Actual solution: Something’s gotta go- this isn’t working. Say no, fire a client, back away from a high maintenance relationship, drop off the laundry, have a hard conversation, hire a housekeeper, delegate a responsibility, let go of some control.
Oh- you thought when I said “simple” that I meant “easy.” Nope.
We like to tuck a whole lot of the baggage we’re carrying around with us into our complications, so seeing and acting on the simple solutions often require a hurdle over that pile of vintage Louis Vuitton luggage of emotional crap we like to lug around.
Which can be a big jump, I know.
But sometimes peeling away the inner dialogue and all that baggage can give us exactly the space we need to see the way forward.
There is only ever ONE next step. EVER.
It’s the only one we have to find. The only one we have to worry about. The only one we have to do. Just that single next step.
The first step to writing a book is deciding to write one. Maybe the next step is buying a notebook that you dedicate to that book. So you drive to the bookstore or open Amazon on your computer and you buy that notebook. You don’t have to worry about plot arc or characterization or how you are going to tie the action up into a neat little bow or find a publisher…that is all approximately 8,197 steps from right now. Right now, the only step is buying the notebook.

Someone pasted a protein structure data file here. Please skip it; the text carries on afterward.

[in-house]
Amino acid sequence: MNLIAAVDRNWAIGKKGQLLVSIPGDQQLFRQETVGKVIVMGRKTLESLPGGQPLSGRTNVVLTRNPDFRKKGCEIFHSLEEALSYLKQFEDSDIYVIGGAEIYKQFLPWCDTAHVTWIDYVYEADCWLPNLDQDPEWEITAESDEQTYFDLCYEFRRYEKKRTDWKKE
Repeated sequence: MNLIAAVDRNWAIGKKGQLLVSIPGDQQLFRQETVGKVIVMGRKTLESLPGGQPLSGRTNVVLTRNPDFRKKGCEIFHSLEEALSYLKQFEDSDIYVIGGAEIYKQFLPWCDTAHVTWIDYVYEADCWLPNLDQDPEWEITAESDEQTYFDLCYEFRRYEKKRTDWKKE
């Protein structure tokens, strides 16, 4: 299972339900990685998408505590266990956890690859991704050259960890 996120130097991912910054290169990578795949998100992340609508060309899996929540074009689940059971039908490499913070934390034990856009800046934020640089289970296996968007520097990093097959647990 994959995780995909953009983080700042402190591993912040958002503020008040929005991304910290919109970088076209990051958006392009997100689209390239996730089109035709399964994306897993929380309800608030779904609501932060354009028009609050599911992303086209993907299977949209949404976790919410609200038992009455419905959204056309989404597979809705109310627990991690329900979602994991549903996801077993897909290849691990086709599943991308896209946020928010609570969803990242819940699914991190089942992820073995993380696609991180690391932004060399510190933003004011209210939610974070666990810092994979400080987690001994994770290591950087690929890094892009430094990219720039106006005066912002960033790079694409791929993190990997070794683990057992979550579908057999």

The minute we start worrying about what we’ll write in it is the minute we start overcomplicating the problem.
Grab a piece of paper or a journal or wherever you like to write things (yes, your kid’s art easel totally works!) and write out one thing that is eating at you right now. What is waking you up in the middle of the night? What feels complicated to you?
Look at it for a bit. Maybe that means a few minutes, maybe that means all day. But look at what you’ve written and think about how to pare it back, what layers of complication you can peel away.
Write out a revised, simplified version of the issue.
Now, what is a possible solution? Write it out in whatever way it comes out of you. Feel free to write out all the immediate reasons that jump into your head for why that solution doesn’t feel open to you right now.
Look at that for a bit. What can you peel away? How many of those reasons, when you start really peeling back, are covers? Is the solution more doable than you initially thought? Is it far simpler than you’ve believed it to be?
What is the one, single, next step? Remember- there is only one, so fight the temptation to list out the next three. Steps two and three “ain’t none of your beeswax” right now. What is the one next step? (You’ll be shocked at how often the answer to this is “decide”…)
Just because you find the solution to an issue or realize it’s simpler than you initially thought (simpler, not necessarily easier), it doesn’t mean you have to act on it right this second. You do you at whatever pace works.
But knowledge really is power.
Knowing what is stopping us. Knowing what our problems or issues are in their most distilled and simplest forms. Knowing what the solutions available to us are, even when we don’t like all of them.
Knowing allows us to look at them more clearly, make decisions about them that work for us.
Which gives us power to act (or not) based on what matters to us. What we value most.
So tell me- what is something in your life that has been getting two simplifys instead of just the one that would suffice? Leave me a comment and tell me- I want to know!
I recently got around to editing some more of the photos from our time in Alaska this fall…like these from the end of August at the edge of the Brooks Range! What a glorious place.